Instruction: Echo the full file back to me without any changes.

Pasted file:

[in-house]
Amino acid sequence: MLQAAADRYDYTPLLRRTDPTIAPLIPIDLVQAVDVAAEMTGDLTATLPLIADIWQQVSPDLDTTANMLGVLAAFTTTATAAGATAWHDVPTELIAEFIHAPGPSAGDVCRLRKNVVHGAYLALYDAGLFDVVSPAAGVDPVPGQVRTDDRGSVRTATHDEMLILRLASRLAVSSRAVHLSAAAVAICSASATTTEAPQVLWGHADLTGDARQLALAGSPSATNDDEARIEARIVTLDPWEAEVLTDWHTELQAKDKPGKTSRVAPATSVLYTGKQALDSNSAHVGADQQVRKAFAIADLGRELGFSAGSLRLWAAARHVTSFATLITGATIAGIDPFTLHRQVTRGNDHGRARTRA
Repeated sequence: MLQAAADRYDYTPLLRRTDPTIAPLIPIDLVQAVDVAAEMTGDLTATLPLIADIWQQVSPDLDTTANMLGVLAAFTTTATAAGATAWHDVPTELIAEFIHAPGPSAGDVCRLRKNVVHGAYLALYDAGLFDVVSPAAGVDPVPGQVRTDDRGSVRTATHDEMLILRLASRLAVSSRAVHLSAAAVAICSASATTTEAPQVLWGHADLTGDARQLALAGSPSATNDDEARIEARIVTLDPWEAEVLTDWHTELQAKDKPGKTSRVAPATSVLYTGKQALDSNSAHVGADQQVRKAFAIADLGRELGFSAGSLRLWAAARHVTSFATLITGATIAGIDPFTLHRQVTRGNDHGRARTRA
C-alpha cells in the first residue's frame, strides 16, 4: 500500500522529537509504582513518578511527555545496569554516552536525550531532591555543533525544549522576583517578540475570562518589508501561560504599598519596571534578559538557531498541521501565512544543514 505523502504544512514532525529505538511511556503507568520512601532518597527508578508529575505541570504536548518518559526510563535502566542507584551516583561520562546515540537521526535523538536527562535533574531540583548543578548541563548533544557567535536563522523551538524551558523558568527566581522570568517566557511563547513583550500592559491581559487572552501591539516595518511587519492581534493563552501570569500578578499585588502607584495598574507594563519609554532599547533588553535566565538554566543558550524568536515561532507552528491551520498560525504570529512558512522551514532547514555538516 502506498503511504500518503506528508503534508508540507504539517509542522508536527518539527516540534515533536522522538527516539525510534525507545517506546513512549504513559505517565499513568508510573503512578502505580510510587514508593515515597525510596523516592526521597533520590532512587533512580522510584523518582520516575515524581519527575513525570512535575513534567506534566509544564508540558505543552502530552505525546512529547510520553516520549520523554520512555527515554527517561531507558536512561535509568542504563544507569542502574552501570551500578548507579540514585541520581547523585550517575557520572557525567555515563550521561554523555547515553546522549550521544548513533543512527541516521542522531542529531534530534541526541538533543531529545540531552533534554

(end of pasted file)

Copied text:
[in-house]
Amino acid sequence: MLQAAADRYDYTPLLRRTDPTIAPLIPIDLVQAVDVAAEMTGDLTATLPLIADIWQQVSPDLDTTANMLGVLAAFTTTATAAGATAWHDVPTELIAEFIHAPGPSAGDVCRLRKNVVHGAYLALYDAGLFDVVSPAAGVDPVPGQVRTDDRGSVRTATHDEMLILRLASRLAVSSRAVHLSAAAVAICSASATTTEAPQVLWGHADLTGDARQLALAGSPSATNDDEARIEARIVTLDPWEAEVLTDWHTELQAKDKPGKTSRVAPATSVLYTGKQALDSNSAHVGADQQVRKAFAIADLGRELGFSAGSLRLWAAARHVTSFATLITGATIAGIDPFTLHRQVTRGNDHGRARTRA
Repeated sequence: MLQAAADRYDYTPLLRRTDPTIAPLIPIDLVQAVDVAAEMTGDLTATLPLIADIWQQVSPDLDTTANMLGVLAAFTTTATAAGATAWHDVPTELIAEFIHAPGPSAGDVCRLRKNVVHGAYLALYDAGLFDVVSPAAGVDPVPGQVRTDDRGSVRTATHDEMLILRLASRLAVSSRAVHLSAAAVAICSASATTTEAPQVLWGHADLTGDARQLALAGSPSATNDDEARIEARIVTLDPWEAEVLTDWHTELQAKDKPGKTSRVAPATSVLYTGKQALDSNSAHVGADQQVRKAFAIADLGRELGFSAGSLRLWAAARHVTSFATLITGATIAGIDPFTLHRQVTRGNDHGRARTRA
C-alpha cells in the first residue's frame, strides 16, 4: 500500500522529537509504582513518578511527555545496569554516552536525550531532591555543533525544549522576583517578540475570562518589508501561560504599598519596571534578559538557531498541521501565512544543514 505523502504544512514532525529505538511511556503507568520512601532518597527508578508529575505541570504536548518518559526510563535502566542507584551516583561520562546515540537521526535523538536527562535533574531540583548543578548541563548533544557567535536563522523551538524551558523558568527566581522570568517566557511563547513583550500592559491581559487572552501591539516595518511587519492581534493563552501570569500578578499585588502607584495598574507594563519609554532599547533588553535566565538554566543558550524568536515561532507552528491551520498560525504570529512558512522551514532547514555538516 502506498503511504500518503506528508503534508508540507504539517509542522508536527518539527516540534515533536522522538527516539525510534525507545517506546513512549504513559505517565499513568508510573503512578502505580510510587514508593515515597525510596523516592526521597533520590532512587533512580522510584523518582520516575515524581519527575513525570512535575513534567506534566509544564508540558505543552502530552505525546512529547510520553516520549520523554520512555527515554527517561531507558536512561535509568542504563544507569542502574552501570551500578548507579540514585541520581547523585550517575557520572557525567555515563550521561554523555547515553546522549550521544548513533543512527541516521542522531542529531534530534541526541538533543531529545540531552533534554